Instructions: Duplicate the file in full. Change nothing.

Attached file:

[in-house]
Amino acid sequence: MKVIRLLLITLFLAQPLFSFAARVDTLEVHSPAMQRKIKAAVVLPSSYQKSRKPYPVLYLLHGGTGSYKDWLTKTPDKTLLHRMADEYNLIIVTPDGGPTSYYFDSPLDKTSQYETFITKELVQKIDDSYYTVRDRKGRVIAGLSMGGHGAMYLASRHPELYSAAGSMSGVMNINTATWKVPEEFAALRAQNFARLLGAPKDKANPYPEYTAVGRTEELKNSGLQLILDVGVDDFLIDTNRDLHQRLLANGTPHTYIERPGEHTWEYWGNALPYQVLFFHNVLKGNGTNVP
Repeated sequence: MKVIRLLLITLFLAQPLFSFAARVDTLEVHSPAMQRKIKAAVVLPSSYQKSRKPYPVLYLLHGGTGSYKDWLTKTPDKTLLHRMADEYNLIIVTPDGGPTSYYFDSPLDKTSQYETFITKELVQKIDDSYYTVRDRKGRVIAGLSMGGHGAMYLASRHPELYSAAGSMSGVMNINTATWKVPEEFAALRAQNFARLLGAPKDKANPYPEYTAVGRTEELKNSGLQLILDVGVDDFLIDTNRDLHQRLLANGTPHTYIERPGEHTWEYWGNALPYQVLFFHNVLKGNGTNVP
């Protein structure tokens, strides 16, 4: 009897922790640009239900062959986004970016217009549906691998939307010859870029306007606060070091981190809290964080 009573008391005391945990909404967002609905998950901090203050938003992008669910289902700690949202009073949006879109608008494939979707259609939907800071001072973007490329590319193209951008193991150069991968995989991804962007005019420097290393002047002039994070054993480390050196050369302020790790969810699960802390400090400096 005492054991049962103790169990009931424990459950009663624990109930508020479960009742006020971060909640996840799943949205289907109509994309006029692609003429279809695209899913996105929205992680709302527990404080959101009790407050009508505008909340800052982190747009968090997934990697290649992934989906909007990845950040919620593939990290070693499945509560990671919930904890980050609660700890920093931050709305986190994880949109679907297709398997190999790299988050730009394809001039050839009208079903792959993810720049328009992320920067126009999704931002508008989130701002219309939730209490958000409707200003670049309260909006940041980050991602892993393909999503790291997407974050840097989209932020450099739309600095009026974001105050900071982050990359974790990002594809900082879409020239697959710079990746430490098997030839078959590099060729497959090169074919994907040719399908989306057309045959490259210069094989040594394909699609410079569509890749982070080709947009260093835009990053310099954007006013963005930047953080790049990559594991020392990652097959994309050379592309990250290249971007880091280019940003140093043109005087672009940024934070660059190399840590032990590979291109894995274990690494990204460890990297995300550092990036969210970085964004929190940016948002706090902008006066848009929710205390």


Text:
[in-house]
Amino acid sequence: MKVIRLLLITLFLAQPLFSFAARVDTLEVHSPAMQRKIKAAVVLPSSYQKSRKPYPVLYLLHGGTGSYKDWLTKTPDKTLLHRMADEYNLIIVTPDGGPTSYYFDSPLDKTSQYETFITKELVQKIDDSYYTVRDRKGRVIAGLSMGGHGAMYLASRHPELYSAAGSMSGVMNINTATWKVPEEFAALRAQNFARLLGAPKDKANPYPEYTAVGRTEELKNSGLQLILDVGVDDFLIDTNRDLHQRLLANGTPHTYIERPGEHTWEYWGNALPYQVLFFHNVLKGNGTNVP
Repeated sequence: MKVIRLLLITLFLAQPLFSFAARVDTLEVHSPAMQRKIKAAVVLPSSYQKSRKPYPVLYLLHGGTGSYKDWLTKTPDKTLLHRMADEYNLIIVTPDGGPTSYYFDSPLDKTSQYETFITKELVQKIDDSYYTVRDRKGRVIAGLSMGGHGAMYLASRHPELYSAAGSMSGVMNINTATWKVPEEFAALRAQNFARLLGAPKDKANPYPEYTAVGRTEELKNSGLQLILDVGVDDFLIDTNRDLHQRLLANGTPHTYIERPGEHTWEYWGNALPYQVLFFHNVLKGNGTNVP
């Protein structure tokens, strides 16, 4: 009897922790640009239900062959986004970016217009549906691998939307010859870029306007606060070091981190809290964080 009573008391005391945990909404967002609905998950901090203050938003992008669910289902700690949202009073949006879109608008494939979707259609939907800071001072973007490329590319193209951008193991150069991968995989991804962007005019420097290393002047002039994070054993480390050196050369302020790790969810699960802390400090400096 005492054991049962103790169990009931424990459950009663624990109930508020479960009742006020971060909640996840799943949205289907109509994309006029692609003429279809695209899913996105929205992680709302527990404080959101009790407050009508505008909340800052982190747009968090997934990697290649992934989906909007990845950040919620593939990290070693499945509560990671919930904890980050609660700890920093931050709305986190994880949109679907297709398997190999790299988050730009394809001039050839009208079903792959993810720049328009992320920067126009999704931002508008989130701002219309939730209490958000409707200003670049309260909006940041980050991602892993393909999503790291997407974050840097989209932020450099739309600095009026974001105050900071982050990359974790990002594809900082879409020239697959710079990746430490098997030839078959590099060729497959090169074919994907040719399908989306057309045959490259210069094989040594394909699609410079569509890749982070080709947009260093835009990053310099954007006013963005930047953080790049990559594991020392990652097959994309050379592309990250290249971007880091280019940003140093043109005087672009940024934070660059190399840590032990590979291109894995274990690494990204460890990297995300550092990036969210970085964004929190940016948002706090902008006066848009929710205390």